JANUARY 19, 2003
Arab/Islamic Art in Israel
IN HIS Jan. 5 article, writer David Green suggests that an Arab art museum in Israel is an anomaly (“The Painting Policeman,” Ideas). He writes, for example: “And a reasonable person wouldn’t dream of building an Arab Art museum in the Jewish state.” He goes on to speak of Israeli Arab artist Said Abu-Shakra’s plans to open such an institution. Abu Shakra’s vision of a Museum of Arab Art in the heart of the Jewish state reflects his understanding that the two communities, Jews and Arabs, share a common fate.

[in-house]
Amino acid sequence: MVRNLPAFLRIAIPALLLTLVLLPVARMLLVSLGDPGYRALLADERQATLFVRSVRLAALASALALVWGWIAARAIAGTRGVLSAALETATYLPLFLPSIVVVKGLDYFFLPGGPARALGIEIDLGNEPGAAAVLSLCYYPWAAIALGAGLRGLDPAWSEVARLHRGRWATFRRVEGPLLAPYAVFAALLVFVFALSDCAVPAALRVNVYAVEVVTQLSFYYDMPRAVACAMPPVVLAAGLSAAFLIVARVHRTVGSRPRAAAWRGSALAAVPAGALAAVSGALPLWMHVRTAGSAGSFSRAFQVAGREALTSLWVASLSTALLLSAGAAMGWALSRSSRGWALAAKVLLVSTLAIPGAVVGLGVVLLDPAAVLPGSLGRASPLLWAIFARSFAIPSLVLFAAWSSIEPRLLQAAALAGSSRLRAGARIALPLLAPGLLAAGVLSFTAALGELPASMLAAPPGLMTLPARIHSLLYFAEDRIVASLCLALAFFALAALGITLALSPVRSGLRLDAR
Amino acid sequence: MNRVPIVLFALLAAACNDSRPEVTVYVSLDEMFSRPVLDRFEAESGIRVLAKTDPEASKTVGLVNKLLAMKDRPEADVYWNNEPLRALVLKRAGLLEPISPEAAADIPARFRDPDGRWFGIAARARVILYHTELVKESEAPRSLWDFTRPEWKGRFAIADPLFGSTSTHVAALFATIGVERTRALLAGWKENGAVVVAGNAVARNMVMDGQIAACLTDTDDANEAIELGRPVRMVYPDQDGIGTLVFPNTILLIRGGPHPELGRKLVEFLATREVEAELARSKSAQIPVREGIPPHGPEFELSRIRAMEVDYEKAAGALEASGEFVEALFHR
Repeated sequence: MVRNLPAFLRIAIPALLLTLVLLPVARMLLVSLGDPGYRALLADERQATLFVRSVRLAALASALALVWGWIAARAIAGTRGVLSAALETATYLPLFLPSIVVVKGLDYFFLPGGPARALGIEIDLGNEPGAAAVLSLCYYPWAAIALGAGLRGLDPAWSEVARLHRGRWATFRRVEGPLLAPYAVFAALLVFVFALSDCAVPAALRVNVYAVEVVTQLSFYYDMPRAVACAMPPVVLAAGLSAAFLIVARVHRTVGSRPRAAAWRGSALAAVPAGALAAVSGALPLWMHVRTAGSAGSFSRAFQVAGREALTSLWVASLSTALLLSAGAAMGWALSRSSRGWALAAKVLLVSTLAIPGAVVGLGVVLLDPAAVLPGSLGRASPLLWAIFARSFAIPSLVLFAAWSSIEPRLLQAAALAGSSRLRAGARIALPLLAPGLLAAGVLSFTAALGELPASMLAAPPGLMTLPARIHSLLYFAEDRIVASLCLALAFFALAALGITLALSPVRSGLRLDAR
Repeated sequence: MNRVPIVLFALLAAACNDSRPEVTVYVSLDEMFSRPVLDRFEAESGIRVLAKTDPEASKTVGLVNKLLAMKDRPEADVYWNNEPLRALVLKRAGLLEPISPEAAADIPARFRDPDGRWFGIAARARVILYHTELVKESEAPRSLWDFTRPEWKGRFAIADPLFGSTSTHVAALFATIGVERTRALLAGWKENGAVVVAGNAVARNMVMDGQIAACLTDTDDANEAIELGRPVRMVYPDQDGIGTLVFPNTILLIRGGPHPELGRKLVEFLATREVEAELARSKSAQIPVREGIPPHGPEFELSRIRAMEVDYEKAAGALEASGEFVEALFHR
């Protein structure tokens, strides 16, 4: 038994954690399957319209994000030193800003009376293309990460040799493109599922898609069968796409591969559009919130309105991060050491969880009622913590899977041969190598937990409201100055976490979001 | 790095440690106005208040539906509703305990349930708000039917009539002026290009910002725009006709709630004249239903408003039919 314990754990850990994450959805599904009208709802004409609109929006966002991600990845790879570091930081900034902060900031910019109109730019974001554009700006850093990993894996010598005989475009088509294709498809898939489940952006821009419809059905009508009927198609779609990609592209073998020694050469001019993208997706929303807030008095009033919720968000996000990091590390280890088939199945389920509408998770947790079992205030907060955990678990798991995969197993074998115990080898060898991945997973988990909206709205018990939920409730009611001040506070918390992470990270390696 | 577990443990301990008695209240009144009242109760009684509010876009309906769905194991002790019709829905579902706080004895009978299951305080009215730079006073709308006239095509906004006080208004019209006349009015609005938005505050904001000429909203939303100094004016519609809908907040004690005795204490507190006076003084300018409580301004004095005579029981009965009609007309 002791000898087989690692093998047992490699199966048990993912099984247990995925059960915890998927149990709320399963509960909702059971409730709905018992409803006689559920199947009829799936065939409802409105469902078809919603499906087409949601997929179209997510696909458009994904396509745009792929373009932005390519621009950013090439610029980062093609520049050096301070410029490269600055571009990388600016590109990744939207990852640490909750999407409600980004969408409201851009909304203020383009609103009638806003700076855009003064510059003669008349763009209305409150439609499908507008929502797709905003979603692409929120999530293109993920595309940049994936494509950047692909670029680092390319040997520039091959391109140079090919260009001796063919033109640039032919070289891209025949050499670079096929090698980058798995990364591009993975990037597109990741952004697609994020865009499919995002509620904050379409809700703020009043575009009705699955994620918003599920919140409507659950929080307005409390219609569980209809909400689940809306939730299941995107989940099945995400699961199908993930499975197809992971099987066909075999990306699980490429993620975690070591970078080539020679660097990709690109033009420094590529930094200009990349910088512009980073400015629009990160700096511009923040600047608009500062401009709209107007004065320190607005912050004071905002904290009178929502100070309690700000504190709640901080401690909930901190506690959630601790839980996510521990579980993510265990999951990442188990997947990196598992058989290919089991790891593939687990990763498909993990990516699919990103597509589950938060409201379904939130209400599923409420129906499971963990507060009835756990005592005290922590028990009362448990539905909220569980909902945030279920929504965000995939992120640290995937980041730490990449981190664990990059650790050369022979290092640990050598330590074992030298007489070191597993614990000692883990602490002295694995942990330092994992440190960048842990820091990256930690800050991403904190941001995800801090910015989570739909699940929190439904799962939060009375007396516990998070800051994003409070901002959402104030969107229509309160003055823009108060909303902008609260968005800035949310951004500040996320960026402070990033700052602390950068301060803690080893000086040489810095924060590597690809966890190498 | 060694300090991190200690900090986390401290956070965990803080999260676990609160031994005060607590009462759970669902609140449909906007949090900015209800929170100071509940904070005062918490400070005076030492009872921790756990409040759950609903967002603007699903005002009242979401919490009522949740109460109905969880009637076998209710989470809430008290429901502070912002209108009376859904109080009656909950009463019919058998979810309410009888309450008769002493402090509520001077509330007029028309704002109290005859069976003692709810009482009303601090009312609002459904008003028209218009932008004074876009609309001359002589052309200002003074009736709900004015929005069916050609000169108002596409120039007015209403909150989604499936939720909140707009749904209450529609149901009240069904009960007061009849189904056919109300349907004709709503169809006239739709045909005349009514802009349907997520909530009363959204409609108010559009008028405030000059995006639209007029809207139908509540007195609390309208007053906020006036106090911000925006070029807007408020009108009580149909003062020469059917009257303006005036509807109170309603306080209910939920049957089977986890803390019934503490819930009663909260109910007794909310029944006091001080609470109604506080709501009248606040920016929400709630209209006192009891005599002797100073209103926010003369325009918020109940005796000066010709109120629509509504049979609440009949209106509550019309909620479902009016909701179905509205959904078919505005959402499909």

But a reasonable person doesn’t have to dream to see a museum of Arab/Islamic art in Israel. Green simply has to walk a mile or so from his Jerusalem Report office in central Jerusalem to reach the L.A. Mayer Museum for Islamic Art, open to the public since 1974. In addition, visitors may learn about Arab culture at the Bedouin Heritage Culture in Shibli and the Arab Culture and Heritage Museum in Sakhnin.
The writer is a senior research analyst for the Committee for Accuracy in Middle East Reporting in America.